I don’t know a single rich person that was born or lucked into their money.

    In an oligarchy, the poor are held down by the rich and rendered helpless through laws or other regulations. Just having poor people present (who will always be the majority in any population of people) does not make an oligarchy. The neat thing is that the poor in America have every opportunity available to them that was available to the rich guy. They are not helpless.

  11. …and back to the topic (sorry, I got sidetracked), I agree with a previous poster. I’ve got no problem with it IF I can move in next door and put “All Hail Satan” on the turret or my house.

    Same with the Ten Commandments in the courthouse. Sure, if every other religious group and “religious group” (who’s to judge?) can put up a monument to their liking, and none takes center stage.

    Oh, don’t want the KKK (or [gasp] Atheist!) message in your courthouse or cul de sac? Then you can’t have yours either. End of story.

    Whichever way they want to go is fine with me, as long as it’s fair. I’ll play by either set of rules. But the uber-Christians can’t shout “freedom OF religion” while enjoying their “freedom [and protection] FROM [other] religions” if I can’t enjoy the same priviledge.

    If I have to read your turret, you’ll have to read mine. Or maybe we should just both stick with a nice limestone block pattern and not get into a pissin’ contest.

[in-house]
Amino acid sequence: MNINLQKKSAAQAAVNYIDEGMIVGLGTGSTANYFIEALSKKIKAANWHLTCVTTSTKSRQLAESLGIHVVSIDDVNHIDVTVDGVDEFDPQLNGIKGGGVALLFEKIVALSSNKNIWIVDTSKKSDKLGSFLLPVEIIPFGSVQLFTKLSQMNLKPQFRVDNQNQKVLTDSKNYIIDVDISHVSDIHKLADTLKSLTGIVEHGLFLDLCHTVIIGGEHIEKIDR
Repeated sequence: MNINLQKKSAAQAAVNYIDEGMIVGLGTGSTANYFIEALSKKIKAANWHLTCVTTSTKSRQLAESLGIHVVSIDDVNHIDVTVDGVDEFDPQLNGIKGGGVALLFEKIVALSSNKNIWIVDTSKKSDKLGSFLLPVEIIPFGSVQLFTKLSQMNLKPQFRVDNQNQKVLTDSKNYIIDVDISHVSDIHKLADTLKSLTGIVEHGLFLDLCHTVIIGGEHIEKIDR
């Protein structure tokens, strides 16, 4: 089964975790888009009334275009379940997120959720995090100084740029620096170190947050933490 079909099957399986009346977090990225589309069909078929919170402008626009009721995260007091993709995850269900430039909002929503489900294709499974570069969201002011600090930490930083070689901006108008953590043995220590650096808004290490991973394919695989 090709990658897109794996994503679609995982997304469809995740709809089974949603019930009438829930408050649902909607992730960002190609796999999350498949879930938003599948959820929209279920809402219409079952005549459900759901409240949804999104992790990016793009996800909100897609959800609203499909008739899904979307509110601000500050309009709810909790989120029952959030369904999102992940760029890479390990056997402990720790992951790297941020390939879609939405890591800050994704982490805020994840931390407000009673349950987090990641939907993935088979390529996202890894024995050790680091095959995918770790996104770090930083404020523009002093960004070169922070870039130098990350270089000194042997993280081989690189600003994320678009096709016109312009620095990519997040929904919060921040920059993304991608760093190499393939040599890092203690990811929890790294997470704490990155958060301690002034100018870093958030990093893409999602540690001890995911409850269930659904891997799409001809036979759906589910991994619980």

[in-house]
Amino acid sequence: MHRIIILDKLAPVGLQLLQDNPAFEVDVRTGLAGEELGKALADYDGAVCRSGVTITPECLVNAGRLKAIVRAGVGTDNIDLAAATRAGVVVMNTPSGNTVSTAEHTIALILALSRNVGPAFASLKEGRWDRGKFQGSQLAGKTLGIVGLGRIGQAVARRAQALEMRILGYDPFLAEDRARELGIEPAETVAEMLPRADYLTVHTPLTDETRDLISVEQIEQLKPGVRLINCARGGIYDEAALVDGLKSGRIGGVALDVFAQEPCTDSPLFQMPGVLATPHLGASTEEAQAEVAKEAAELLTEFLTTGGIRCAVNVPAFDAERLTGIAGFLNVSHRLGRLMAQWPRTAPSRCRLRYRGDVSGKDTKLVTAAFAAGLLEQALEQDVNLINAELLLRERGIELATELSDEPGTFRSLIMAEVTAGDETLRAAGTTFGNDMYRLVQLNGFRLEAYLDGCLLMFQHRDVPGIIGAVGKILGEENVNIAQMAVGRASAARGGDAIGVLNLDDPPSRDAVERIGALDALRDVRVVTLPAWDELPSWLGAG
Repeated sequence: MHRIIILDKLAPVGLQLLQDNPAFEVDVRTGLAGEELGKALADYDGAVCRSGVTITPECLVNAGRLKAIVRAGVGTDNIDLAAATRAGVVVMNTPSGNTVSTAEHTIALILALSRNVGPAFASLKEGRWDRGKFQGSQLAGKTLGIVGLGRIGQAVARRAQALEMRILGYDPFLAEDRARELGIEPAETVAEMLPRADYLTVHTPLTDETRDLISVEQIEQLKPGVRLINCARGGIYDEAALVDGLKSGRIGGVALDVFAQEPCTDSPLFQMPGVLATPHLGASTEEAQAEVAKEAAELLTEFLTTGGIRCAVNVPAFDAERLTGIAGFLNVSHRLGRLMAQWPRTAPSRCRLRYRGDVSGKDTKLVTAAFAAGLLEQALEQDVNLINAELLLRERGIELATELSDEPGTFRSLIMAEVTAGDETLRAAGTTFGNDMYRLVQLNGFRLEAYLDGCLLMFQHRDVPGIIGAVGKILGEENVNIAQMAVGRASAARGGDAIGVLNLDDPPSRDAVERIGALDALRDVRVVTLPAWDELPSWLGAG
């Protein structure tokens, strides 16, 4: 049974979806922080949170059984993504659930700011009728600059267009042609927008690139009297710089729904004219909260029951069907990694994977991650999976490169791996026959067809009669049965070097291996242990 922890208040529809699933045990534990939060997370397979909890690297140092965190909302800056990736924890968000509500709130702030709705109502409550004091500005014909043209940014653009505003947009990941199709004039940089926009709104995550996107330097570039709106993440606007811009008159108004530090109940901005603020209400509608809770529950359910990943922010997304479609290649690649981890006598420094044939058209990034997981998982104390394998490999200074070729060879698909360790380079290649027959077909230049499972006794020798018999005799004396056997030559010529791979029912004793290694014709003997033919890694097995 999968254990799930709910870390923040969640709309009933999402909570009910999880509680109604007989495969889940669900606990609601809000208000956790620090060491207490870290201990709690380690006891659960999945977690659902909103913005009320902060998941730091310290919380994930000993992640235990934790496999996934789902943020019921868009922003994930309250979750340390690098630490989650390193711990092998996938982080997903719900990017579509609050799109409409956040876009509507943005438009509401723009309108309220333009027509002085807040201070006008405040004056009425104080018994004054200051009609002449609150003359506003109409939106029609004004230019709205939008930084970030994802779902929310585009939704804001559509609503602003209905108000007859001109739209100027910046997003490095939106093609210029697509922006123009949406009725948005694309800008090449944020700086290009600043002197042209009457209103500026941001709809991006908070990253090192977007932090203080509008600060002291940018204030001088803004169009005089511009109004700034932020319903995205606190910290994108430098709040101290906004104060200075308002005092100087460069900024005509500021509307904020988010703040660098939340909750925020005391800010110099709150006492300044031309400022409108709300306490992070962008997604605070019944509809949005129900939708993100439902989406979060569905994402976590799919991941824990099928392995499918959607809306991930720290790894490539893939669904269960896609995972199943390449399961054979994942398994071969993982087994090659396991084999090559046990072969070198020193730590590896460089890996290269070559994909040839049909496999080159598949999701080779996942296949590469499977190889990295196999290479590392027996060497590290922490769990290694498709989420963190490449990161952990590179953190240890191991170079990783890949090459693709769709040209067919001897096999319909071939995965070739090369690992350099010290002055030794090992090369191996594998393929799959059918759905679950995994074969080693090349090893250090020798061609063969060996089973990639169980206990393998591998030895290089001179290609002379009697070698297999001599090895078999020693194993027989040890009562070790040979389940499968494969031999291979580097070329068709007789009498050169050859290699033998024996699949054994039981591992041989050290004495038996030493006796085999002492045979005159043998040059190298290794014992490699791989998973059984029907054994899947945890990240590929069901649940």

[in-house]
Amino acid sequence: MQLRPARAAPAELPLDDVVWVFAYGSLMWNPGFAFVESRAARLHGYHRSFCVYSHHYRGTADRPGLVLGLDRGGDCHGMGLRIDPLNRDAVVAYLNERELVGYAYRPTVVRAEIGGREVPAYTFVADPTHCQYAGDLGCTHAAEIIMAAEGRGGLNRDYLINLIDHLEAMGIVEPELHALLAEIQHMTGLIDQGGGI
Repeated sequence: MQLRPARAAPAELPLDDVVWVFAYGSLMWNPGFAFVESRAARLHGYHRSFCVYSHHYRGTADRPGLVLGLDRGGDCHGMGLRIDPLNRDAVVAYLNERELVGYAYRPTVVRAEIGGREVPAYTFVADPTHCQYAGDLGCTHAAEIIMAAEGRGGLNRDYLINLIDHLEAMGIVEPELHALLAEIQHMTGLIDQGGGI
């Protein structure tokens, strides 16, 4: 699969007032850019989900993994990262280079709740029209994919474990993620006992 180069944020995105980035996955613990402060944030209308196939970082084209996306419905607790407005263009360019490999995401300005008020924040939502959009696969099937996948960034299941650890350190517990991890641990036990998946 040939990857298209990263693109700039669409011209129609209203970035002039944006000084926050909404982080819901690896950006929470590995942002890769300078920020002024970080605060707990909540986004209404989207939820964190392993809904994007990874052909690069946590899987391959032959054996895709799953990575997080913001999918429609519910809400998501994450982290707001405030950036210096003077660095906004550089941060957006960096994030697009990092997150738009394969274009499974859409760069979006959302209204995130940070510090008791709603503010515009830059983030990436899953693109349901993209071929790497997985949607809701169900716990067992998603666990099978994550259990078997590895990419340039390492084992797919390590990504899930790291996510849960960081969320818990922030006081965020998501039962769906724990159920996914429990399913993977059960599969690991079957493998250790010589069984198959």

And yeah, home owners associations in hoity toity neighborhoods are humorous as hell, assuming you don’t have to live in them. But some people like that sort of “control” over their surroundings and choose to live there. If you choose to live there, you signed yourself up to live by their rules.

    Problem is, there’s very few posh neighborhoods left where someone can build whatever whacky dreamhouse their heart desires, they seem to ALL be McMansion farms. Gone are the days of the neat neighborhood around the corner from me, where every million+ dollar home is a different achievement in style. Whacky, tacky, weird, and damned entertaining for a Sunday drive. “Oh, look at THAT one…ohmigod, how about THAT one”. Now, all the new neighborhoods look like the same damn mansion over and over. Two blocks into the neighborhood and I’m all but lost, having lost all bearings and landmarks, every house and yard looks the same as the last.